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Highlight Videos with Blender: Intro

Pass me the yellow highlighter

I have talked about how Blender’s Video Sequence Editor (VSE) is pretty useful for editing conference videos (for example) compared to how it used it to be. As an aside, I seem to remember audio desynchronisation was a particularly problematic issue, the workaround being, essentially, don’t make videos with audio in Blender.

Having made highlight videos — mostly in the distant past, the heady days of the 00s — I wanted to give that a shot again. Although it is a time-consuming process the results can be highly entertaining. I used to use a commercial Windows NLE (the name, depending on how you pronounce it, either rhymes with the French word for ‘light’ in British English, or rhymes with ‘veneer’ in American English); but I prefer to use Linux software now. That’s where I get my work done for the past several years, and ideally FOSS because I believe software freedoms are important. Noncommercial is a plus as my budget is very limited. Blender ticks those boxes.

I whipped up a small highlight video demonstrating the obvious dangers of being under great water pressure in the game Barotrauma (see: Steam || Wikipedia):

(echoes of ‘Under Pressure continue)

I quite like the “captions follow speaker” format of moving text as it i) helps the viewer figure out who is speaking and what is going on and ii) can enhance the comedy, if that’s the effect you’re going for.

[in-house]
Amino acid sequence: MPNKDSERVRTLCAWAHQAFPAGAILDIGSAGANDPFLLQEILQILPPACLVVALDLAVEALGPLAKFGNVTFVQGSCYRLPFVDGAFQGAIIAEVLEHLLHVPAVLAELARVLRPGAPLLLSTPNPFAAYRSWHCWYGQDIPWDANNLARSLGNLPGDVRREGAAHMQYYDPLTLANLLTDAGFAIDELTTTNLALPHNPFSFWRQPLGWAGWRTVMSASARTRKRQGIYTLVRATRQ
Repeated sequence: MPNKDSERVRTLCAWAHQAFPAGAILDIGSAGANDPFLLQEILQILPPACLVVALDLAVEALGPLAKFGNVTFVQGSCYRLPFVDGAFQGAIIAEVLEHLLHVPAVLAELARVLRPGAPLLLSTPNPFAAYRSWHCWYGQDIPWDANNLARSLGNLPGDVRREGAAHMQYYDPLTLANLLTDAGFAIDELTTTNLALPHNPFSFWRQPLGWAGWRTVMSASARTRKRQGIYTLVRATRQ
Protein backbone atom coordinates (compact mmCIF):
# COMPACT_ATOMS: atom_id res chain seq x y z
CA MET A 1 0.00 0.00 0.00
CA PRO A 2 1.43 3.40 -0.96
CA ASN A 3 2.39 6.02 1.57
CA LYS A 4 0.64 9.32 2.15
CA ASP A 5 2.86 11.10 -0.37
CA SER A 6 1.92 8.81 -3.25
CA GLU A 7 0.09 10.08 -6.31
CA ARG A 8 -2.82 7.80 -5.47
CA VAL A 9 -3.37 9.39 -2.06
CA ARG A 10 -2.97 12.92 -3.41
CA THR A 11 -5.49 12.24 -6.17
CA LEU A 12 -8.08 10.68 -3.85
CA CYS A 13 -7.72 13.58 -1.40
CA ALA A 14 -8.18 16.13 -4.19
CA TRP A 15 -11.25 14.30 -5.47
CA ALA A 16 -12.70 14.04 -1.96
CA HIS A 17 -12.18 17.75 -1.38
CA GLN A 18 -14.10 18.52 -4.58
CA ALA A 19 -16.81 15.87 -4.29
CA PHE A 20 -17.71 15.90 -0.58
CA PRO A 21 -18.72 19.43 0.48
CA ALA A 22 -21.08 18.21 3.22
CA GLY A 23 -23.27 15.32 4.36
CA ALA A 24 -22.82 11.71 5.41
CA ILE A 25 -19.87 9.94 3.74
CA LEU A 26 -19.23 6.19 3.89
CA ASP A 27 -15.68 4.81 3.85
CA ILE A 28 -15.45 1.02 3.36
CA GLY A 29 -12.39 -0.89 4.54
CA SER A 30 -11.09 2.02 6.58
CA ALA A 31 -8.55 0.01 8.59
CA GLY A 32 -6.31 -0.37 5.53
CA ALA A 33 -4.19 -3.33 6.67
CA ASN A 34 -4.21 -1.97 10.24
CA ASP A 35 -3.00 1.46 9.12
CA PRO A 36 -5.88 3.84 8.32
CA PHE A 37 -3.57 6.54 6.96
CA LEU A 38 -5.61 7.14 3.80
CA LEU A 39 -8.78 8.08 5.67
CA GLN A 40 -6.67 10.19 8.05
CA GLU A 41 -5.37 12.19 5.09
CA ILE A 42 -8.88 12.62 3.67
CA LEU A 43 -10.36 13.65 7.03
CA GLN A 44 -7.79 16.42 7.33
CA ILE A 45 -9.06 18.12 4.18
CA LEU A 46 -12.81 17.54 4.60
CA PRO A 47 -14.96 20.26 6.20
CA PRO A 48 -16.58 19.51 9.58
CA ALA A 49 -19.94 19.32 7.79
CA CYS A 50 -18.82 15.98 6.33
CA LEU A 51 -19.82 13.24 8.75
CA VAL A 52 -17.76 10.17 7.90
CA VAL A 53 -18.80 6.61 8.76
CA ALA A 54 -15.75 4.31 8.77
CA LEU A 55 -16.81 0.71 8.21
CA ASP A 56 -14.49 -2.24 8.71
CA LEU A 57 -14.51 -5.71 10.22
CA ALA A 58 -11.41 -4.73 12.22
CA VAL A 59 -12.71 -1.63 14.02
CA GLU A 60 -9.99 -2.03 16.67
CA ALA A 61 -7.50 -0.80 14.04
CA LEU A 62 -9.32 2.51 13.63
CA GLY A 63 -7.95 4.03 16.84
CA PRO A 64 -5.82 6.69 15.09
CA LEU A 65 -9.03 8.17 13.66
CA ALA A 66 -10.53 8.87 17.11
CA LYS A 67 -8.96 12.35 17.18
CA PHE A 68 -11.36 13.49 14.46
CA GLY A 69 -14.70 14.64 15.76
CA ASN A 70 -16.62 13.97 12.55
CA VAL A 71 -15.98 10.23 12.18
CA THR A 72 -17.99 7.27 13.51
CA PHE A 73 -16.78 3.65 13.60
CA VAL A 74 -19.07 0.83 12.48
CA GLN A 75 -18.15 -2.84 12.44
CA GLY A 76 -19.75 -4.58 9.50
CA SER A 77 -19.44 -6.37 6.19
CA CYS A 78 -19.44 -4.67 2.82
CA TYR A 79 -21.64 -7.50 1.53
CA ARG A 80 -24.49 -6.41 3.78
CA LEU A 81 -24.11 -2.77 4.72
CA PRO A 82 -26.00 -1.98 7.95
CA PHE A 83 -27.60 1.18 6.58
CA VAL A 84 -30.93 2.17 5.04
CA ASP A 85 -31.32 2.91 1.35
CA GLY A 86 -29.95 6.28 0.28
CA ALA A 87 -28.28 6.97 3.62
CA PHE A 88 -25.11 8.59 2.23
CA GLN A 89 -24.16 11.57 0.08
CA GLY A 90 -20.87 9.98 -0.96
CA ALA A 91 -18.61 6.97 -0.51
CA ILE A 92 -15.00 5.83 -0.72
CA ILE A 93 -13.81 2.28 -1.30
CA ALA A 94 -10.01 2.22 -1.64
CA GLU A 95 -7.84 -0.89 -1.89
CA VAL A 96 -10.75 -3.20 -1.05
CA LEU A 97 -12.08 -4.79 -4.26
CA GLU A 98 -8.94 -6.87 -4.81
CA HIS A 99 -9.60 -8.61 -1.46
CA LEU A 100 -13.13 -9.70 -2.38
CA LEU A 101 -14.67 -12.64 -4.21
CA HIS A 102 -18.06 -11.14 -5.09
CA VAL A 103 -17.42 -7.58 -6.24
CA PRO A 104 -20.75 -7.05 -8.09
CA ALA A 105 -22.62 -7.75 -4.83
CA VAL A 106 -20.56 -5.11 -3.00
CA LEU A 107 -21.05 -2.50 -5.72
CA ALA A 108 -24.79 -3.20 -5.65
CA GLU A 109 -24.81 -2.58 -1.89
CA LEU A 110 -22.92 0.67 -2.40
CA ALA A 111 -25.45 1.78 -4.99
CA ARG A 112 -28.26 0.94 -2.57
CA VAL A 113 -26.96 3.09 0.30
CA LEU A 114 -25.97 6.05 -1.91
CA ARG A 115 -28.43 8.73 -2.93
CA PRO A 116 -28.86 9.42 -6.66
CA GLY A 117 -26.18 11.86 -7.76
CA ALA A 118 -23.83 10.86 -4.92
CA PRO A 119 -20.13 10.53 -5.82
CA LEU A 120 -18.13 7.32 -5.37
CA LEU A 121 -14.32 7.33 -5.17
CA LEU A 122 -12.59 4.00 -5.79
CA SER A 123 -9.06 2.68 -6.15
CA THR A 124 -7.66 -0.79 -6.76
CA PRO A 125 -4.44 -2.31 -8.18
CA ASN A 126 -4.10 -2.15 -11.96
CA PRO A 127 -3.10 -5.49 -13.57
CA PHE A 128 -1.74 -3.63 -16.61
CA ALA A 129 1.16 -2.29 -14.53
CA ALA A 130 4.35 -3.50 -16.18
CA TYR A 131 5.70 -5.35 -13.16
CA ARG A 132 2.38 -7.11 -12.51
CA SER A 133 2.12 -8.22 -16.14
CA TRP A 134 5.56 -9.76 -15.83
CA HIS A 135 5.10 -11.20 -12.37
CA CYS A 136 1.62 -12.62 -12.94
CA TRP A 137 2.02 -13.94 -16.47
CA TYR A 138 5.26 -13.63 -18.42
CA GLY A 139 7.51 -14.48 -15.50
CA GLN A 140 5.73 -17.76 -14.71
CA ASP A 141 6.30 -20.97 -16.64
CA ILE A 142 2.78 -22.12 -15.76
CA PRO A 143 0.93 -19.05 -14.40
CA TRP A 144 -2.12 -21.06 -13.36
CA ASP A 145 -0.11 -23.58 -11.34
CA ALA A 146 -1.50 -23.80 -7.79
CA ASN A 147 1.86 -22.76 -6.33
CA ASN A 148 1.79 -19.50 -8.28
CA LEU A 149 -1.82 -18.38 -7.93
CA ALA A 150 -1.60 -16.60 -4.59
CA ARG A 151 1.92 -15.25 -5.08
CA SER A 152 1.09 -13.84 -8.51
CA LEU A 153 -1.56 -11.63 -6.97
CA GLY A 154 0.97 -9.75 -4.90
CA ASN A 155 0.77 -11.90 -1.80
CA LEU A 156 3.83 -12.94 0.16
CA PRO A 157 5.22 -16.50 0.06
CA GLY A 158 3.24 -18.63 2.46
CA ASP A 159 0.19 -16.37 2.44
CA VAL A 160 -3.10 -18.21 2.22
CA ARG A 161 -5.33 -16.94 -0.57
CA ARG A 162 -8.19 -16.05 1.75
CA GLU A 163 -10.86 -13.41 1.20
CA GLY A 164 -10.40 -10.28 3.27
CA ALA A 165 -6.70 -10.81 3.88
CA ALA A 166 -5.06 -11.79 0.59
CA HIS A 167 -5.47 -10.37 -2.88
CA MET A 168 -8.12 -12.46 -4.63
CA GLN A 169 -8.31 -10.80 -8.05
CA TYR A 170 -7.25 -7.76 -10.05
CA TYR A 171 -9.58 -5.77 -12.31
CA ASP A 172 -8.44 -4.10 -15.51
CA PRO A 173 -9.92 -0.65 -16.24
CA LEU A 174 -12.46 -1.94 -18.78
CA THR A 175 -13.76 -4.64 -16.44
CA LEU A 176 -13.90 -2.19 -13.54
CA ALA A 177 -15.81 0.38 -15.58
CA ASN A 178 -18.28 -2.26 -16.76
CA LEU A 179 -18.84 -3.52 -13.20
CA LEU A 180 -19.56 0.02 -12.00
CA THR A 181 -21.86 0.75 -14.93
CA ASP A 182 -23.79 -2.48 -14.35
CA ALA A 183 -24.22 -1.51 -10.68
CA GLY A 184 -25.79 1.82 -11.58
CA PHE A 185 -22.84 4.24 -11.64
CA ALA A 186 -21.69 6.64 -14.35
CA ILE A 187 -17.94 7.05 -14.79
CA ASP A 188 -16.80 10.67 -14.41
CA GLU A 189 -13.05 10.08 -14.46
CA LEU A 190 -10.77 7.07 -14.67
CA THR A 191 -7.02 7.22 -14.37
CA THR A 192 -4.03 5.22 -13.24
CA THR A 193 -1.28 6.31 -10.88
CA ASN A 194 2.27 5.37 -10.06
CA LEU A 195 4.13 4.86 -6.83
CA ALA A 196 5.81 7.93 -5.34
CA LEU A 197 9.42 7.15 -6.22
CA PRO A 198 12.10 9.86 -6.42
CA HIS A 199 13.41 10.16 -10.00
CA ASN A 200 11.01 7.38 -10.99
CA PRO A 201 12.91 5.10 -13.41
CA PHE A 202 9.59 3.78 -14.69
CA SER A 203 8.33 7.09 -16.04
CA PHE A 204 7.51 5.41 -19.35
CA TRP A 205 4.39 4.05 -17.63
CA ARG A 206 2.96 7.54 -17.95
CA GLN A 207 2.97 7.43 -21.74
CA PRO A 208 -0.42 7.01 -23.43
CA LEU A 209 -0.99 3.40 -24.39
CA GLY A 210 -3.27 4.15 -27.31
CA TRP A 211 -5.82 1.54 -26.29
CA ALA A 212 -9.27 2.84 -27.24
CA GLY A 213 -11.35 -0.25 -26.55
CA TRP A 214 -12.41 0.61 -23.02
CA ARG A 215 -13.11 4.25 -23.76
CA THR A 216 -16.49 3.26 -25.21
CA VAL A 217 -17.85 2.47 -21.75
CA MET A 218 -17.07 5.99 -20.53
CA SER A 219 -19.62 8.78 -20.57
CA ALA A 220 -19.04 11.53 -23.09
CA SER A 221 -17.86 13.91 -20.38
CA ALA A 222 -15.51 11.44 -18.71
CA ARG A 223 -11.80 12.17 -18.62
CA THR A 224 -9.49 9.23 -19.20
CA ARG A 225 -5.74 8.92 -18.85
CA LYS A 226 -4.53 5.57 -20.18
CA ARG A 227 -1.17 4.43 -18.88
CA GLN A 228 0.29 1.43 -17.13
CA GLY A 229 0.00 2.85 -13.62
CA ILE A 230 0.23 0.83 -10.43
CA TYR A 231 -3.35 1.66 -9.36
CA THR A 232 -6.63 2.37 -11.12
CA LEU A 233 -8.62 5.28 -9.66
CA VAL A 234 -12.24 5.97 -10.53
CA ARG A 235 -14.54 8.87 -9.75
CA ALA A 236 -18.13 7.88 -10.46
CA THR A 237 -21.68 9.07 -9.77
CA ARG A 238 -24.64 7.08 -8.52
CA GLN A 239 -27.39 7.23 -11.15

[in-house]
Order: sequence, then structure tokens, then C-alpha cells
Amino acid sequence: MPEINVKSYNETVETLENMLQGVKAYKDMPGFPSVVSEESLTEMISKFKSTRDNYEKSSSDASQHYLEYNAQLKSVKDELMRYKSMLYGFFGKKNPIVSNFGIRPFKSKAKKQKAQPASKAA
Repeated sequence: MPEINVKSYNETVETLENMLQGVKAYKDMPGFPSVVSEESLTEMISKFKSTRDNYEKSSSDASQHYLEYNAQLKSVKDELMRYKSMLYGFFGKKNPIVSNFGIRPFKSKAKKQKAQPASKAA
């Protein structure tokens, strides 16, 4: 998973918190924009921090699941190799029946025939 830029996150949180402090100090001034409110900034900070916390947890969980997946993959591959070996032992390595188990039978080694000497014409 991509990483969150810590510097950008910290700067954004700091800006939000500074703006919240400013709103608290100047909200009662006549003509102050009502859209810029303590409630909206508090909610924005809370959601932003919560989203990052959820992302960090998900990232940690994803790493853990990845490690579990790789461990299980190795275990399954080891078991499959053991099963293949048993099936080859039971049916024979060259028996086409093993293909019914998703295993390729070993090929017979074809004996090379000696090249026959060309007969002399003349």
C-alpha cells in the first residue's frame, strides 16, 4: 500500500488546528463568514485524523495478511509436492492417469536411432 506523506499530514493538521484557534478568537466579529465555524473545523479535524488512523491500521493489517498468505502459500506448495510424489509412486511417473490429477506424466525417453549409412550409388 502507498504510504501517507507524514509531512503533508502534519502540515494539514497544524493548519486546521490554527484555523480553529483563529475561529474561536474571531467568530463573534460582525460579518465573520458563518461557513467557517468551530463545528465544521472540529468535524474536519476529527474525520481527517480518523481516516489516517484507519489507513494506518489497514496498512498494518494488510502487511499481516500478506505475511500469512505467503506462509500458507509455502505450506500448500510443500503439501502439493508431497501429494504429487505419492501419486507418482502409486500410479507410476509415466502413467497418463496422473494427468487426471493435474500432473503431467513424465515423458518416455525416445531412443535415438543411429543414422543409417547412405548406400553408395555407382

The problem is it’s time consuming to add those, as compared to just having the clips one after the other with a transition. The time comes mainly from two things:

  • creating the text objects – both transcribing and actually using the interface to add, format and position on the tracks
  • moving / animating the text with the speaker (ie motion tracking) eg via keyframes

The latter is done well in some commercial software, but it can apparently be done in Blender as well! The Movie Clip Editor can be used for tracking and masking, but I am unfamiliar with it as yet.

The former has two aspects. For text entry, I already experimented with using Google for voice recognition / transcription and the results weren’t useable, although they were funny to read. But even if we have to do the transcribing ourselves, we can certainly speed things up by automating (one of my favourite words) the creation of the text objects in VSE.

Blender is extensible, with a Python API. So it should be possible (!) to write a script which takes transcribed text and creates text objects for it. I’ve done something similar for generating text captions (as images) for shotcut, so I have the concept in my head already; it’s mostly the output format which is changing.

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